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  • José H. Leal

FUM 2020: Thank You!

Thank you to all who participated in the eleventh meeting of Florida United Malacologists last Saturday, February 15, at the Bailey-Matthews National Shell Museum. The event was the best attended since its inception, with 73 registrants checking in. The event took place in the newly renovated auditorium on the second floor of the Museum. Fifteen presenters kept the audience on their toes via a wide range of topics, including the Museum's new Beyond Shells living exhibits, how to keep octopuses "octopied" (in the new living displays), the age of reproduction in Banded Tulips and Lightning Whelks, estimating the age of Horse Conchs, photographing micromollusks, and the evolution of Peanut Snails (genus Cerion), to name just a few.


FUM 2020 Group Photo, by Lorin Buckner.

Florida United Malacologists follows the pattern of similar, annual informal gatherings such as BAM (Bay Area Malacologists), SCUM (Southern California United Malacologists), MAM (Mid-Atlantic Malacologists), and OVUM (Ohio Valley United Malacologists). The one-day gathering brings together researchers, collectors, citizen scientists, and students interested in a broad swath of mollusk-related topics.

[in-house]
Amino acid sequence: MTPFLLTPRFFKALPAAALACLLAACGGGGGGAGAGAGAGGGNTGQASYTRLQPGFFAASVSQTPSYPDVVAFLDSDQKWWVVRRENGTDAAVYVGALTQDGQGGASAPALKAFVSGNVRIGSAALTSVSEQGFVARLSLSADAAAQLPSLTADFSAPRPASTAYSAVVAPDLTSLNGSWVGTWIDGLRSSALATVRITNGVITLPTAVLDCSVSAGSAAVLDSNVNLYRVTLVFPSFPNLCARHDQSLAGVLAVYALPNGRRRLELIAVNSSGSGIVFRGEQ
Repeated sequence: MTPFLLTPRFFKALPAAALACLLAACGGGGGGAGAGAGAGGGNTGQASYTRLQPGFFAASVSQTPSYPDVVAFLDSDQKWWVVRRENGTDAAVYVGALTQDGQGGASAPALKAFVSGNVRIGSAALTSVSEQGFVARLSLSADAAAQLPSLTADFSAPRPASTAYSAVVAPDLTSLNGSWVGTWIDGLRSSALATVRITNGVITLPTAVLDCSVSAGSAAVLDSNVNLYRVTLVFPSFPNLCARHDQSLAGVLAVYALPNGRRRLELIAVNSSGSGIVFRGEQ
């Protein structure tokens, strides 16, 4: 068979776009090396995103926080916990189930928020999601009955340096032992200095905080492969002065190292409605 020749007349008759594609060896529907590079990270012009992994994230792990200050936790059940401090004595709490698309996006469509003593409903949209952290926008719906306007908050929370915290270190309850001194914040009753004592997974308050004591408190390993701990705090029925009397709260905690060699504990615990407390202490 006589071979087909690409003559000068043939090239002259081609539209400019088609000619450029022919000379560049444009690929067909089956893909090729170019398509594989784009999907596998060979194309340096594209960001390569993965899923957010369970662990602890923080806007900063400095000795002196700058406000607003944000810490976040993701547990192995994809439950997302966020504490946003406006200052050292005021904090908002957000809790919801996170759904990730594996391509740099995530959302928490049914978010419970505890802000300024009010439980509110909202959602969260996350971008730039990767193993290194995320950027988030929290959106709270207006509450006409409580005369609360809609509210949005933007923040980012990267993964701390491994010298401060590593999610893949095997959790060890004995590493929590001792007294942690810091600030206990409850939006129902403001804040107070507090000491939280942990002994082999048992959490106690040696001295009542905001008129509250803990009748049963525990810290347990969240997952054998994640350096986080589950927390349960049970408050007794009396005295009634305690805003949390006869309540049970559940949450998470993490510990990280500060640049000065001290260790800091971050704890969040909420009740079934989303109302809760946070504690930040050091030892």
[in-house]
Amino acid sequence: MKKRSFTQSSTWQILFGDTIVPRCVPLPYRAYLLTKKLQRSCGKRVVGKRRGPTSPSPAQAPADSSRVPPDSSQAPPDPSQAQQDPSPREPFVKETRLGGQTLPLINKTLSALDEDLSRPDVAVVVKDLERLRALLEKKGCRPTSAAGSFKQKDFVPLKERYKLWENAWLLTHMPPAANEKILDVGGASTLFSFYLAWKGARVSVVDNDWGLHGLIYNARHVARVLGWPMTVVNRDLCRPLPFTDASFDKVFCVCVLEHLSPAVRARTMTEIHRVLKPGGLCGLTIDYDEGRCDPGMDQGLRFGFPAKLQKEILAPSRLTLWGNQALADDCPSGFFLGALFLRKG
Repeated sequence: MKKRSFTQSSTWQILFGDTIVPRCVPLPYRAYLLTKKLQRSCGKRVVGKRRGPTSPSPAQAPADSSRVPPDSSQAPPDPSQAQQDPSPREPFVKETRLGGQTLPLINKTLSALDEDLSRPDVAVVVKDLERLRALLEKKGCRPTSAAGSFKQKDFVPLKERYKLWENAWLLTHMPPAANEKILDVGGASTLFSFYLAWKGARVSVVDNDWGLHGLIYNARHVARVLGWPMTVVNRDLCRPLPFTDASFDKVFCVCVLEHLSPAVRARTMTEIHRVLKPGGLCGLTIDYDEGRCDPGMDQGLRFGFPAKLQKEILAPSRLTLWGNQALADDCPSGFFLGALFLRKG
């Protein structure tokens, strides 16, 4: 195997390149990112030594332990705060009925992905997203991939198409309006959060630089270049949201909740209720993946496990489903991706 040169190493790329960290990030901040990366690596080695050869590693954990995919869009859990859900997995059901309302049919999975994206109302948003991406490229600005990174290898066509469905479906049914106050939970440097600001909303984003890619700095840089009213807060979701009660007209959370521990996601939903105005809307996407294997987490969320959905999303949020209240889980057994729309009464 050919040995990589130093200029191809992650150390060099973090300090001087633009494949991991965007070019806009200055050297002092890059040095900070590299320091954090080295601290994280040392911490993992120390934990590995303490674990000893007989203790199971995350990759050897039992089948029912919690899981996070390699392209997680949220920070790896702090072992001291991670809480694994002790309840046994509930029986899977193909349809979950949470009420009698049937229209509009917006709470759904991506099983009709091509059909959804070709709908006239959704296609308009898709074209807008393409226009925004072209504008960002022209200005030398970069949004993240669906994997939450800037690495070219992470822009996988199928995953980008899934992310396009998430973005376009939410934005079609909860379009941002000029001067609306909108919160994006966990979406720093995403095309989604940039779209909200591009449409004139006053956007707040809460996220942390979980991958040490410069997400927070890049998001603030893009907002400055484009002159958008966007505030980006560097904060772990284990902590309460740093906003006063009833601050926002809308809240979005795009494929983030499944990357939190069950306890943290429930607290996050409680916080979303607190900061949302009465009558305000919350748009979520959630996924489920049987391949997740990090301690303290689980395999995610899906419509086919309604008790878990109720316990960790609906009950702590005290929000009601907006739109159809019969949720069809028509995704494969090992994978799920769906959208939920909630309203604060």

Participants warming up before the first session at FUM 2020. Photo by José H. Leal.

The first FUM took place at the National Shell Museum in 2010, following an idea from Alan Gettleman and Phyllis Diegel. Since then, FUM has circulated among the Museum, the Florida Museum of Natural History (Gainesville), University of South Florida (Tampa), and Stetson College (Deland). We'll soon announce the venue of FUM 2021. Download the FUM 2020 Program and Abstracts here.


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